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How NASCAR Tire Technology Works

        Auto | NASCAR Racing

Performance on Race Day
The #19 Stanley Dodge, driven by Elliott Sadler, makes a pit stop during the NASCAR Sprint Cup Series 3M Performance 400 at Michigan International Speedway on August 17, 2008 in Brooklyn, Mich.
The #19 Stanley Dodge, driven by Elliott Sadler, makes a pit stop during the NASCAR Sprint Cup Series 3M Performance 400 at Michigan International Speedway on August 17, 2008 in Brooklyn, Mich.
John Harrelson/Getty Images for NASCAR

All the hard work during testing and practice pays off on race day. Teams can go through as many as 12 sets of tires during a race. Depending on which track the cars are racing on, sticker tires may last a long time or they may fade rather quickly. One thing is certain, a car racing on sticker tires will always be faster than a car with worn tires. Generally, sticker tires are the preferred choice during a pit stop but occasionally teams will put on scuffs or scuffed tires. Scuffed tires are tires that drivers have used for only one or two laps. Scuffs have an advantage in some cases, especially when a driver needs instant grip like during a late race restart. As tire technology advances and Goodyear continues to improve Racing Eagles, scuffs are used less frequently. In rare instances when Goodyear brings an excessively hard tire, as was the case at Atlanta Motor Speedway in the spring of 2008, teams use scuffs to get more grip at the front end of a fuel run or stint.

In tire talk, a stint is the amount of time a tire will be used. Racing tires are designed to be used for a short period of time. Goodyear develops Racing Eagles to last for an approximate distance and depending on the length of the track, stock cars and trucks NASCAR's three major series can run anywhere between 35 and 100 laps on a set of tires. These distances are what the NASCAR teams refer to as fuel runs.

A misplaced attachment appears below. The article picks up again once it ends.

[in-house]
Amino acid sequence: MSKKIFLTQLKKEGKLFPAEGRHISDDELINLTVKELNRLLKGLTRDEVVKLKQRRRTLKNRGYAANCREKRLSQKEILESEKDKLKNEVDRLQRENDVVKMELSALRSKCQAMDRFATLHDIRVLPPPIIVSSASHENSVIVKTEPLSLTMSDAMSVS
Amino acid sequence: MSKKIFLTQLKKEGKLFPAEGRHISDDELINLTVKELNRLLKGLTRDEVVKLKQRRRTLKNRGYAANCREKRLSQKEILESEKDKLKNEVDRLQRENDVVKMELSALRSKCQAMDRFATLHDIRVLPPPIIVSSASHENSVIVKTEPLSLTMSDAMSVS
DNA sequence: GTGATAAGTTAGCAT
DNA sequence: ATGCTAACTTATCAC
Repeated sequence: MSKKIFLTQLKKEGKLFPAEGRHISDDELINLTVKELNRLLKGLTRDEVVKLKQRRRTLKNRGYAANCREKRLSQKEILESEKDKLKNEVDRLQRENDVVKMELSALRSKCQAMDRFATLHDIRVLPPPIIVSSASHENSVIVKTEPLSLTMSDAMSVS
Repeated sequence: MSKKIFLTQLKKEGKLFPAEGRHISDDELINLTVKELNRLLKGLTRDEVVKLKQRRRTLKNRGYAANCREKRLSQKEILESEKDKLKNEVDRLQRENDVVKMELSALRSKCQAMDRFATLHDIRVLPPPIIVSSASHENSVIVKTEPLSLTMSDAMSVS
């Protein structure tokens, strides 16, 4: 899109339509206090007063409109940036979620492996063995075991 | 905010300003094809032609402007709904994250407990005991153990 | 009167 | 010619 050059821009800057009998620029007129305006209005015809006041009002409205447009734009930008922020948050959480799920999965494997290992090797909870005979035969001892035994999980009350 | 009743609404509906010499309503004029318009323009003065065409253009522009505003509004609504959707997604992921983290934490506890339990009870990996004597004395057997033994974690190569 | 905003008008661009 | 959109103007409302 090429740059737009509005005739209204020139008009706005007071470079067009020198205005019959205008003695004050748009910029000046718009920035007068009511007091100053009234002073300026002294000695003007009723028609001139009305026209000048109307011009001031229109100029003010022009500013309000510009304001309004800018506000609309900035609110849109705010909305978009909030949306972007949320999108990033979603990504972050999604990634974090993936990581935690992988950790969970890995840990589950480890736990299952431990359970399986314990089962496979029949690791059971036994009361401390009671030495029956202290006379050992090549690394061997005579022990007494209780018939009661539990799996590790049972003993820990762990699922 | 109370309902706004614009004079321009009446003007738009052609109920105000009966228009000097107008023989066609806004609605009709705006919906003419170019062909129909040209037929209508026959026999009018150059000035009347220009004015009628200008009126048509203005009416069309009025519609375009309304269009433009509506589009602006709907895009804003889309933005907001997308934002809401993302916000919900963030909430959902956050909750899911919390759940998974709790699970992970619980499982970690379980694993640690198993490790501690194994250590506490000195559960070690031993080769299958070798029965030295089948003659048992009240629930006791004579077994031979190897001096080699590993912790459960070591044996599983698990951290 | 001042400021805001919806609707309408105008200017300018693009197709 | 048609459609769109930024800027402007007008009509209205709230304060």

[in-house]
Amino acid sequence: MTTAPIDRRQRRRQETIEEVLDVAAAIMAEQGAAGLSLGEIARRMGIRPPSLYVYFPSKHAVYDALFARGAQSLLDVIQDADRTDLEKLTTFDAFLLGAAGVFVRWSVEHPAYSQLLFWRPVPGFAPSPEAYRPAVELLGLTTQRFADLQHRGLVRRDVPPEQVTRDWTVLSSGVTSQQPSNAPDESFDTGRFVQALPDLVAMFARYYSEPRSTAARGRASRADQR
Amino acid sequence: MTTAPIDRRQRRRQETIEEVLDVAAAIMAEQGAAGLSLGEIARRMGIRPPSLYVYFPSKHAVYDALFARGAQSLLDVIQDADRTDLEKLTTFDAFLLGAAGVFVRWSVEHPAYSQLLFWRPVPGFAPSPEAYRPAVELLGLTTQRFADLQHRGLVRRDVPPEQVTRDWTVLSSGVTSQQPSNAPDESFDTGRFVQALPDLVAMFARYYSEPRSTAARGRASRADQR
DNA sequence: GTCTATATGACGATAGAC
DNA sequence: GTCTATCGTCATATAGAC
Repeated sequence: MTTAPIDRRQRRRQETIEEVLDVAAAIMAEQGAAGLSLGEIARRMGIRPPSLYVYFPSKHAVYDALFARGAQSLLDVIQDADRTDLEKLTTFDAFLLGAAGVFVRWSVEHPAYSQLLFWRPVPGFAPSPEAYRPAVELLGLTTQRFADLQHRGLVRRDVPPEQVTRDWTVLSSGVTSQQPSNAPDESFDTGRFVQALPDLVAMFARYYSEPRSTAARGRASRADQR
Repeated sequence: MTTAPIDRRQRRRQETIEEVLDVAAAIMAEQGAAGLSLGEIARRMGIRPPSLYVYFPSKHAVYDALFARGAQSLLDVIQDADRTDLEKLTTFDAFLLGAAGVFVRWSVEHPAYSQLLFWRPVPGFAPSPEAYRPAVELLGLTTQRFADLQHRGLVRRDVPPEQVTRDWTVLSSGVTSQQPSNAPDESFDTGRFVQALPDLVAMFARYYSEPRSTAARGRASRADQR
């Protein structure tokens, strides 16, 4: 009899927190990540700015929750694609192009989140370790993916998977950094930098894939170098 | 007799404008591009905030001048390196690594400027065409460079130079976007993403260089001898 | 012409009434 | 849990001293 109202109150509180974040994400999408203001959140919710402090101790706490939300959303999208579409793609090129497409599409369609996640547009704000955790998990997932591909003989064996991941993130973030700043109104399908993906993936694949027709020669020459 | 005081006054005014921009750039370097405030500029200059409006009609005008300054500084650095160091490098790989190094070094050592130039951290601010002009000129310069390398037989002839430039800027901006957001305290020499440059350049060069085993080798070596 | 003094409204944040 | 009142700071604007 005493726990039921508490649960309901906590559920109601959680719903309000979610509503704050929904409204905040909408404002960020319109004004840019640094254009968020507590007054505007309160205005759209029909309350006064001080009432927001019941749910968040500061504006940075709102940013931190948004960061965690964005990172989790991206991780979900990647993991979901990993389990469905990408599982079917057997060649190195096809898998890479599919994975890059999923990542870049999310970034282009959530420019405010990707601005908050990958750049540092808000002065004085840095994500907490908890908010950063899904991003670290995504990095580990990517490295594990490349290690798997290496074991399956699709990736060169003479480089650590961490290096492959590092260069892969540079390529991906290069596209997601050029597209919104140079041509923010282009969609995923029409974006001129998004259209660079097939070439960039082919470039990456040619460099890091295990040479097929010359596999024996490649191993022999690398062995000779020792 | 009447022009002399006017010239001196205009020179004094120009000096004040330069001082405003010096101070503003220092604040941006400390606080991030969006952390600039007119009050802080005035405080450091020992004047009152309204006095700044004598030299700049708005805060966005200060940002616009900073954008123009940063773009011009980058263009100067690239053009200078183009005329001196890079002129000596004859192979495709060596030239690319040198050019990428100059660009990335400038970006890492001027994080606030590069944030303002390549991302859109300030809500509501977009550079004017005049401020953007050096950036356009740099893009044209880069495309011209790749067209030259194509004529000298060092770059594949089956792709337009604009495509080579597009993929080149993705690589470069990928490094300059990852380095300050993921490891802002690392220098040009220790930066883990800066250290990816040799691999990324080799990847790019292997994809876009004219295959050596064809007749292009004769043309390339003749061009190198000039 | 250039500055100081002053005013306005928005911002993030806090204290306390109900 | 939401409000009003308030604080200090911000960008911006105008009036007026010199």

Teams will change tires throughout the race, often choosing to replace tires every time they fuel the car during a pit stop. After the tire is removed from the car, the tire specialist uses a torch to heat up the built-up rubber on the tire so he can remove it and expose three small holes on the tire called wear pins. The tire specialist measures the depth of these pin holes to get indication of how much the tire is wearing, what rate the tire wears and the specific area the tire wears. Crew chiefs use this information to determine what adjustments they need to make during pit stops in order to make the car handle better. Crew chiefs will take all the data as well as input from the driver and tune the car throughout the race. Tires are one of the quickest and most effective areas to tune the car. Tire pressure can greatly affect the handling of the car. A harder tire or a tire with a high amount of air pressure will typically have less grip on the track surface, while the opposite is true for a tire with less air pressure. Sometimes a slight adjustment in tire pressure can give a driver the feel needed to drive straight to the front of the pack.

Tires fail no matter what brand they are. Most of the tire failures in NASCAR are due to punctures from debris on the track or sidewall cuts made during contact between two race cars. When a tire fails at high-speed, not matter what brand it is, the tire will often explode and cause significant damage to the car. Goodyear uses tires with inner liners at high-speed tracks and high-banked intermediate speedways such as Lowe's and Texas Motor Speedways and also at super speedways like Daytona. The inner liner allows the driver to safely control their car in the event of a high-speed failure. The outer tire may shred apart and destroy the sheet metal around the fender, but drivers have much more control on an inner liner than a chewed-up steel rim.

The fastest car doesn't always win. Read the next section to learn why tires fail and how drivers can make all the difference during a NASCAR race. The finish line is just ahead.

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